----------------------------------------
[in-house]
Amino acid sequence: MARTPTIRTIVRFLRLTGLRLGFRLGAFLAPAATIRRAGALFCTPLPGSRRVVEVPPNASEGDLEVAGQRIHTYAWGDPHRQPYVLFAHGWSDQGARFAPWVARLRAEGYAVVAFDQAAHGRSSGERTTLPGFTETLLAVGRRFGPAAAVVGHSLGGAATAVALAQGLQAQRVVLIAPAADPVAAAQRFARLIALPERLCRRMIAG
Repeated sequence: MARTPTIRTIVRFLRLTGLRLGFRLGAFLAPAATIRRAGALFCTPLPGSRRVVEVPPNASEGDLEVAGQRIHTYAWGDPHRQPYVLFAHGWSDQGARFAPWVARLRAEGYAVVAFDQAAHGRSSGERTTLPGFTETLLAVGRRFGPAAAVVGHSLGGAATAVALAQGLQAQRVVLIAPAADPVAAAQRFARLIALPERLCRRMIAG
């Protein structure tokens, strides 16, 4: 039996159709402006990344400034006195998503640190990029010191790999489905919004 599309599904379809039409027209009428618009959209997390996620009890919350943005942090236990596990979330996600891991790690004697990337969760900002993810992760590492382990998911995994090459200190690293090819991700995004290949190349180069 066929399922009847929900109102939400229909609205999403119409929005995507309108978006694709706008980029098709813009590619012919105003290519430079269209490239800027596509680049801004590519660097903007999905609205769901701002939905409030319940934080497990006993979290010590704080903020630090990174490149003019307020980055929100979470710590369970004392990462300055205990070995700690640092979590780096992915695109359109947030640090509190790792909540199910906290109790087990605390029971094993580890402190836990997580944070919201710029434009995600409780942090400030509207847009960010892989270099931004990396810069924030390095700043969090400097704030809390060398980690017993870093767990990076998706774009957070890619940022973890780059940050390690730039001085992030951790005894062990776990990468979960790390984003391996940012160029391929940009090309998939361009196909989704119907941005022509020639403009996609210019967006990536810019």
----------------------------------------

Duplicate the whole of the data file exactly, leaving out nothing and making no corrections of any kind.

[in-house]
Amino acid sequence: MARTPTIRTIVRFLRLTGLRLGFRLGAFLAPAATIRRAGALFCTPLPGSRRVVEVPPNASEGDLEVAGQRIHTYAWGDPHRQPYVLFAHGWSDQGARFAPWVARLRAEGYAVVAFDQAAHGRSSGERTTLPGFTETLLAVGRRFGPAAAVVGHSLGGAATAVALAQGLQAQRVVLIAPAADPVAAAQRFARLIALPERLCRRMIAG
Repeated sequence: MARTPTIRTIVRFLRLTGLRLGFRLGAFLAPAATIRRAGALFCTPLPGSRRVVEVPPNASEGDLEVAGQRIHTYAWGDPHRQPYVLFAHGWSDQGARFAPWVARLRAEGYAVVAFDQAAHGRSSGERTTLPGFTETLLAVGRRFGPAAAVVGHSLGGAATAVALAQGLQAQRVVLIAPAADPVAAAQRFARLIALPERLCRRMIAG
């Protein structure tokens, strides 16, 4: 039996159709402006990344400034006195998503640190990029010191790999489905919004 599309599904379809039409027209009428618009959209997390996620009890919350943005942090236990596990979330996600891991790690004697990337969760900002993810992760590492382990998911995994090459200190690293090819991700995004290949190349180069 066929399922009847929900109102939400229909609205999403119409929005995507309108978006694709706008980029098709813009590619012919105003290519430079269209490239800027596509680049801004590519660097903007999905609205769901701002939905409030319940934080497990006993979290010590704080903020630090990174490149003019307020980055929100979470710590369970004392990462300055205990070995700690640092979590780096992915695109359109947030640090509190790792909540199910906290109790087990605390029971094993580890402190836990997580944070919201710029434009995600409780942090400030509207847009960010892989270099931004990396810069924030390095700043969090400097704030809390060398980690017993870093767990990076998706774009957070890619940022973890780059940050390690730039001085992030951790005894062990776990990468979960790390984003391996940012160029391929940009090309998939361009196909989704119907941005022509020639403009996609210019967006990536810019």